I was the happiest graduate at my college graduation. I felt like a beam of light floating across the stage. . . because I almost didn’t make it there.
During the middle of my junior year, disease exploded into my life like a missile. I finished my senior year doing three semesters’ worth of work in two, with one half the amount of energy as my former self. I often couldn’t sit through class because of pain, and my roommates frequently had to cut my food for me at dinner or drive me across campus because walking was too hard. There were many days I didn’t think I’d make it to graduation, let alone be physically able to walk across the stage.
But I did.
And I made it there because others gave me enough grace to keep showing up, even when it was nearly too hard.
Professors gave me extensions on papers. Friends carried my books across campus when I couldn’t. My roommates rubbed my aching hands and back when I couldn’t stand another minute of pain. I endured because they embraced me. Weakness included.
We companion each other into courage.
We bless each other into believing that the brokenness we are carrying won’t keep us from beauty and bravery.
And we don’t stop needing that blessing, every time brokenness is weighing us down.
When I was in the throes of figuring out the story arc and content of my second book, a fellow author reached out to encourage me. She said a dear friend of their family’s was reading my first book and finding so much resonance within it, especially since she had just been diagnosed with one of the same autoimmune diseases as I have. Apparently Heather was curled up on their couch reading and couldn’t stop shouting, “I can’t believe she has the same disease as me!”
I instantly burst into tears when I got my friend’s text, because when I was Heather’s age, the pain of longing to meet someone else who was young and sick like me nearly tore me in two. I wrote the book she was reading, This Too Shall Last, so that others could feel the comfort I longed to receive: to hear and see that their stories mattered, that stories that include ongoing suffering can still be brimming with grace.
Seeing our own struggle reflected in someone else’s story can carve out space to be strong.
Hearing someone else acknowledge the heaviness of hard things can give us hope that the weight won’t crush us.
Because of Heather, I was feeling energized to keep writing, trusting the same solidarity that was strengthening me to keep showing up would strengthen my next book’s readers to do so as well.
Two years ago, the days leading up to my birthday were especially painful. The treatment for my disease was failing, and I needed insurance approval to try something new. Fear about my future capacity pinned me down in discouragement. One night, I begged God, “Please, renew my joy. Please, restore my hope.”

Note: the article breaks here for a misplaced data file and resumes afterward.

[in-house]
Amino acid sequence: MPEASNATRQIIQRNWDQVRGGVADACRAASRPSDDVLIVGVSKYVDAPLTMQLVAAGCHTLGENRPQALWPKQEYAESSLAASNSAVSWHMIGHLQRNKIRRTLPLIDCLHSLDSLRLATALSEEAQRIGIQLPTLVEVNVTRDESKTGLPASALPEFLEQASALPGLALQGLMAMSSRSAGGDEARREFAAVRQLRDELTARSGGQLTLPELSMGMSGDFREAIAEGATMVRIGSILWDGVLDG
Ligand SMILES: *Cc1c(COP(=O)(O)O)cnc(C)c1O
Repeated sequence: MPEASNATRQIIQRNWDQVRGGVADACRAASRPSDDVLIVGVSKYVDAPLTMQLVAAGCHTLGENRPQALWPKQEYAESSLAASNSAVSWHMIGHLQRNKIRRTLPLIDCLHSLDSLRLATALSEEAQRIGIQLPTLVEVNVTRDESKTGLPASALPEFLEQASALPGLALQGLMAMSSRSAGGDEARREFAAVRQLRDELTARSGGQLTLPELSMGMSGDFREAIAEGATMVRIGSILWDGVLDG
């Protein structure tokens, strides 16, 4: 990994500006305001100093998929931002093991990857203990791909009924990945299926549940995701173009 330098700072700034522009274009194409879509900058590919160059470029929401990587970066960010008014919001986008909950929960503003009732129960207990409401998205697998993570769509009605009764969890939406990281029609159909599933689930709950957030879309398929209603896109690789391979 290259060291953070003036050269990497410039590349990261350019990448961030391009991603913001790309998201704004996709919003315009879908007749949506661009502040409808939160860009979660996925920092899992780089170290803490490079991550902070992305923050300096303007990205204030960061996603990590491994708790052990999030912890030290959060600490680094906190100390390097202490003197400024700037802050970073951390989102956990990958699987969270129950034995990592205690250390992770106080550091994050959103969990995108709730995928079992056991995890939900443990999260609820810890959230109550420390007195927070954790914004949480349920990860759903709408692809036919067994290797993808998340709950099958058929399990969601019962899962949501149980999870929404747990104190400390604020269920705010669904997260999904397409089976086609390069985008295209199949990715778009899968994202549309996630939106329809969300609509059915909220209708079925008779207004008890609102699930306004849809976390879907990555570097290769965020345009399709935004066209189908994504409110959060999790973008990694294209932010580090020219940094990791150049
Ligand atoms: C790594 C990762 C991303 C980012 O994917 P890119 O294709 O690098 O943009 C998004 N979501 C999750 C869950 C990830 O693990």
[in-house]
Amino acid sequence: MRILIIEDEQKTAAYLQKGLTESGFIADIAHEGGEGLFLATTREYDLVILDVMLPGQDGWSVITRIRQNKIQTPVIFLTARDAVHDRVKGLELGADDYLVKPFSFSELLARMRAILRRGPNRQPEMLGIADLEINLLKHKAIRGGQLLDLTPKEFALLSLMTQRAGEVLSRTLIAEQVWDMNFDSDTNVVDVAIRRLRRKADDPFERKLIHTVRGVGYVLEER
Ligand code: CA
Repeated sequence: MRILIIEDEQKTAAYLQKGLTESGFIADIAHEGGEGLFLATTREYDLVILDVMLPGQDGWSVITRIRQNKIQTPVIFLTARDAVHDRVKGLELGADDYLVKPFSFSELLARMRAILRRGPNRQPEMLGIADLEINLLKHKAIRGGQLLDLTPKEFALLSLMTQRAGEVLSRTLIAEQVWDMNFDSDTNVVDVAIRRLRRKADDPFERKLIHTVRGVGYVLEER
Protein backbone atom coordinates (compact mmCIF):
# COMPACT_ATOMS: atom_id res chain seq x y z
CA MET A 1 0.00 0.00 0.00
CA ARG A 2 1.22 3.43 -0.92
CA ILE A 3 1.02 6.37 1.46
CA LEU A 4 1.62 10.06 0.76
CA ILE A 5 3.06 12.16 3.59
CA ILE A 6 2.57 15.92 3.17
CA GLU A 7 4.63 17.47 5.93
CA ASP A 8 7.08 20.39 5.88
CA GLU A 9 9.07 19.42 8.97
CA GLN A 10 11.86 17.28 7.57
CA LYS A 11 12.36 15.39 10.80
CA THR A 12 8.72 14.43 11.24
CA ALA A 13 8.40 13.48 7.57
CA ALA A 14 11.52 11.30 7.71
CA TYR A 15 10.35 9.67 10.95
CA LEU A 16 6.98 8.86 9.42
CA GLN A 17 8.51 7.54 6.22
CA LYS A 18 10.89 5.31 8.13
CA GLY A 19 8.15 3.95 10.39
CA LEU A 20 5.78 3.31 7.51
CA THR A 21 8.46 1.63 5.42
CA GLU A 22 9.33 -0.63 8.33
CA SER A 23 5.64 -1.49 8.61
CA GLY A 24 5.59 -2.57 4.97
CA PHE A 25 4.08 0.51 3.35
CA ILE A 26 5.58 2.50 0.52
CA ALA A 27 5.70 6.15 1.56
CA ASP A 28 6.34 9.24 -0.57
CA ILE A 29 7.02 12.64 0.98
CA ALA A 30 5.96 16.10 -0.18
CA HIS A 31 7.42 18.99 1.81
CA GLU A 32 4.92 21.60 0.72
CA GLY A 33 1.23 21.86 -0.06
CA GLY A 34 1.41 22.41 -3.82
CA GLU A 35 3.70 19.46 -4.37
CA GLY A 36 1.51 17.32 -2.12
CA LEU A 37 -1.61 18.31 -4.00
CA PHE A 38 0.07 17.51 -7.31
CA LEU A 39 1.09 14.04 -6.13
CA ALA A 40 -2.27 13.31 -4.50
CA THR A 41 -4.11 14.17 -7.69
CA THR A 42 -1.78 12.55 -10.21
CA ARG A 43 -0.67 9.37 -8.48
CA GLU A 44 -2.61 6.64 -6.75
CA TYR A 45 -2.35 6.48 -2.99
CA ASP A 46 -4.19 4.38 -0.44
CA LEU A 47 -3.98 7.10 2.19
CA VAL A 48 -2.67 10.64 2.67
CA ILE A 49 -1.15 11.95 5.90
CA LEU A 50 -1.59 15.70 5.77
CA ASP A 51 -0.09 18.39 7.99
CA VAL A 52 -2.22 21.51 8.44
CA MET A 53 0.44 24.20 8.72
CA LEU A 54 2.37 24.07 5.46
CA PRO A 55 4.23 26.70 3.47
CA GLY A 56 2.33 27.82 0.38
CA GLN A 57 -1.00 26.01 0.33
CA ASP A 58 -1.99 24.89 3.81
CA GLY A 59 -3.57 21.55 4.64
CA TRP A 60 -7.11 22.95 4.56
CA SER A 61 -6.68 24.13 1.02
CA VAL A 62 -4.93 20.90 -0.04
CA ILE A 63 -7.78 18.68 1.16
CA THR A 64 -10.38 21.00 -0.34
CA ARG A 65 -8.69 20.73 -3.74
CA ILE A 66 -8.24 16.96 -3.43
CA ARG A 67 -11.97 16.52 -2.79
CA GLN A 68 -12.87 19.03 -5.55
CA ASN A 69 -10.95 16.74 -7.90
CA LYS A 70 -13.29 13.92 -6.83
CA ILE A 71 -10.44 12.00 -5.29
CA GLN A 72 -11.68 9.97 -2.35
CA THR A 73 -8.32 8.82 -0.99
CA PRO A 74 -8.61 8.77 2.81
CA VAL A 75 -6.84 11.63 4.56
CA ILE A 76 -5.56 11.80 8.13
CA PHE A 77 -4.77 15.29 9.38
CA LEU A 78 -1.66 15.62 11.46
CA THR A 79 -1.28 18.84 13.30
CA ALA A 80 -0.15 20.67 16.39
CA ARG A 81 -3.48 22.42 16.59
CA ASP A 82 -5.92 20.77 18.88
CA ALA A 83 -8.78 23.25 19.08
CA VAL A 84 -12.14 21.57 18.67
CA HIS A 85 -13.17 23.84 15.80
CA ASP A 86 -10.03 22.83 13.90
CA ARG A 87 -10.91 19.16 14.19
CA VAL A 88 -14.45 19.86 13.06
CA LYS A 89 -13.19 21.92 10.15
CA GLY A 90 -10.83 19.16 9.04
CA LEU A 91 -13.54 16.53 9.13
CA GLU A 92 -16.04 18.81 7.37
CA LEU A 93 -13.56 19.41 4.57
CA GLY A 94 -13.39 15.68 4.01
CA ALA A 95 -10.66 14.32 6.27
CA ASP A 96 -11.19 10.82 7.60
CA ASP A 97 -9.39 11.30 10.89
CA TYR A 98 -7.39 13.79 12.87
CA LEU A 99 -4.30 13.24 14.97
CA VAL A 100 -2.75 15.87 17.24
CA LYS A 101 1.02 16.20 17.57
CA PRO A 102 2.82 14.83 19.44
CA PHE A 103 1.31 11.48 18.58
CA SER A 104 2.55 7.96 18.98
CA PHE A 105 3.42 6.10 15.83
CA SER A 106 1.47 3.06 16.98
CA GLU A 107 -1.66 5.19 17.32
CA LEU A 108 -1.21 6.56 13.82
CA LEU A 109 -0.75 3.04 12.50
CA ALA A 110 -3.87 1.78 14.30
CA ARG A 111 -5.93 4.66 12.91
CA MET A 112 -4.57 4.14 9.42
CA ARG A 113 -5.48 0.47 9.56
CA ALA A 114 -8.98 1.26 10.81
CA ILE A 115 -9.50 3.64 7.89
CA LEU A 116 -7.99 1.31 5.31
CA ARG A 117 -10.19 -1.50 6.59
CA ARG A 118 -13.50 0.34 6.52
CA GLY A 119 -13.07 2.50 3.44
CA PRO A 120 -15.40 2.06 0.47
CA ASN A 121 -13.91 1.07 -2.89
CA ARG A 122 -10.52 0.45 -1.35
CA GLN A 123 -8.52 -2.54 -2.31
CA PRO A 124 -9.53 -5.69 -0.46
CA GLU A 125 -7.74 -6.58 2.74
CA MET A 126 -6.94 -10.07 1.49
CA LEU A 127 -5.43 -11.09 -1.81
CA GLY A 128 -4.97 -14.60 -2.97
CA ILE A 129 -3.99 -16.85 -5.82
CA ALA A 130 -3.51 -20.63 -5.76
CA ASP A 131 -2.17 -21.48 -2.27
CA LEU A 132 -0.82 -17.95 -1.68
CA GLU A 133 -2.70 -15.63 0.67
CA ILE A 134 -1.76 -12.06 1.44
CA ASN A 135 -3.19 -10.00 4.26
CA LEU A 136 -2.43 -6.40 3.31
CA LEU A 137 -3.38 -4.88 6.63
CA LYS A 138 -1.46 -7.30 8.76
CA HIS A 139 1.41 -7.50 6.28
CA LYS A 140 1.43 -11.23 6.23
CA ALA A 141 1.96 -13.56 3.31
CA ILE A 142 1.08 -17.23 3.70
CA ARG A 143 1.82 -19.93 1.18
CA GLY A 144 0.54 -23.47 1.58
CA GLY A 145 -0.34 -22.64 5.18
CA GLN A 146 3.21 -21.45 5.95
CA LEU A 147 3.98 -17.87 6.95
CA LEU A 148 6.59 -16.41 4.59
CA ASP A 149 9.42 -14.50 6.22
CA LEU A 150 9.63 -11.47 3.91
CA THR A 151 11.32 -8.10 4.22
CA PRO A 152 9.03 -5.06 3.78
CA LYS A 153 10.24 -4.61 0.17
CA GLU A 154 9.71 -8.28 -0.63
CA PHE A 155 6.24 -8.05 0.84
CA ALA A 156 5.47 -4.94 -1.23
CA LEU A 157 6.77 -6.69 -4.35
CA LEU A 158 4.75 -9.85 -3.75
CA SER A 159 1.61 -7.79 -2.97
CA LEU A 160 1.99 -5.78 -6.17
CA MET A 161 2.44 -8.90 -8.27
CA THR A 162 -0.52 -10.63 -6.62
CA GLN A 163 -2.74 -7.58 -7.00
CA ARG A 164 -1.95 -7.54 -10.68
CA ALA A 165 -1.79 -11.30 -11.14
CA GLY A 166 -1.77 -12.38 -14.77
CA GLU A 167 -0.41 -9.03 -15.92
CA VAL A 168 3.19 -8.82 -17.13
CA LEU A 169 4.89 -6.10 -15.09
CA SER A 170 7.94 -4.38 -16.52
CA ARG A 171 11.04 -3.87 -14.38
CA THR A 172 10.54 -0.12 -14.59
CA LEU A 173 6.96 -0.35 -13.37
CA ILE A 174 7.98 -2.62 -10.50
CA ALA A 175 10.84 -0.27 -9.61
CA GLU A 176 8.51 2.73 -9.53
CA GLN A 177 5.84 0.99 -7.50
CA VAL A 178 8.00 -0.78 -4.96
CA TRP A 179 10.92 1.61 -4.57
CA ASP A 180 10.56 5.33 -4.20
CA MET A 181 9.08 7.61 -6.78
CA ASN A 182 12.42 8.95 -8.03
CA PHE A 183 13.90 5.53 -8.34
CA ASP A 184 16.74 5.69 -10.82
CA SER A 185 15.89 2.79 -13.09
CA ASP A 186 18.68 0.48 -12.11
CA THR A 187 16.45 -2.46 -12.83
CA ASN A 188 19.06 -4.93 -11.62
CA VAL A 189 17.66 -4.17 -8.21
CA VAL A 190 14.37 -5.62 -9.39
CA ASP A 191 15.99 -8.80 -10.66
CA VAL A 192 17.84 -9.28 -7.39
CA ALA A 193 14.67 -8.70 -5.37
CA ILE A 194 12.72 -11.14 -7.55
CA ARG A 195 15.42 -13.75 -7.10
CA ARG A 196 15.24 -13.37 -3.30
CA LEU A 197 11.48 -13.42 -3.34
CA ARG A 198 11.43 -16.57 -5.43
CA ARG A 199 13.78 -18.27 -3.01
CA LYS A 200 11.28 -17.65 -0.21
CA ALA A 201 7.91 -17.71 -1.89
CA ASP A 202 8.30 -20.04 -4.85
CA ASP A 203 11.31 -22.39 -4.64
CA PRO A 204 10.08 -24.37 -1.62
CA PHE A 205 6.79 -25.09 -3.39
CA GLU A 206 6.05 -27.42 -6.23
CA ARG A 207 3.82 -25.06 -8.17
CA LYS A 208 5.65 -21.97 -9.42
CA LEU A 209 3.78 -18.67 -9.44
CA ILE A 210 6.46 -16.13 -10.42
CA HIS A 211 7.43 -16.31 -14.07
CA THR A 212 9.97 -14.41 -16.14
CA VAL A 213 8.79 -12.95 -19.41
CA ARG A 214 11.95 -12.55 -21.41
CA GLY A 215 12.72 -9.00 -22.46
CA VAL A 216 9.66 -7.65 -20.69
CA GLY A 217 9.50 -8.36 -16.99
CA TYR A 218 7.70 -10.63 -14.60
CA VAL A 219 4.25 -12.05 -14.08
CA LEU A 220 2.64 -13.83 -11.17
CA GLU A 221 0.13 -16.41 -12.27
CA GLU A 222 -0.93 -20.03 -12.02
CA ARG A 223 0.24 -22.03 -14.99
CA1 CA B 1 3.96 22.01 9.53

On my birthday, I opened up Instagram and saw that the same author friend who encouraged me was celebrating Heather’s college graduation that very day. The light I felt walking across my graduation stage lit up within me again because I saw it reflected in Heather’s face too.
“Heather,” I commented, “I know you don’t know me, but I want you to know the perseverance that brought you to today is beautiful. Soak in this joy. You made it. And you’ll keep making it. God’s grace for you will never end.”
Like news of impending victory for a war long fought, Heather’s perseverance seized me with hope. Witnessing the grace of God empowering another young woman to endure disease while seeking a career illuminated the grace that still surrounds me. Knowing that my friend and her family had supported Heather to be able to keep hoping expanded my hope that I will continue to be supported too.
Gratitude for grace was the light stretching across that graduation stage over a decade ago. And gratitude for grace was piercing my darkness yet again.
And now, two years later almost to the week, I’m finding myself heavy-hearted again. Just as I started recalling the story of Heather and renewed hope, another friend texted me, speaking into today’s struggle. She acknowledged the real challenges I am facing in this season, named that the grief is worthy of feeling and sharing, and even let me know my birthday gift should arrive Friday.
A pile of used tissues is cluttering up my desk and my shoulders are still a little slumped with sadness, but in my friend’s solidarity, I am sensing more space.
The compassion we give each other grows our capacity to be courageous yet again.
The grief and groans we witness in each other give us the grit to go on.
I think of Heather and I think of what is still hard, and I know grace is still here.
God’s grace for me will never end.
God’s grace for you will never end.
Need strength for your own small, hard moments? Borrow some from K.J.’s newest book, The Book of Common Courage: Prayers and Poems to Find Strength in Small Moments. It’s out on January 17th and available to order now.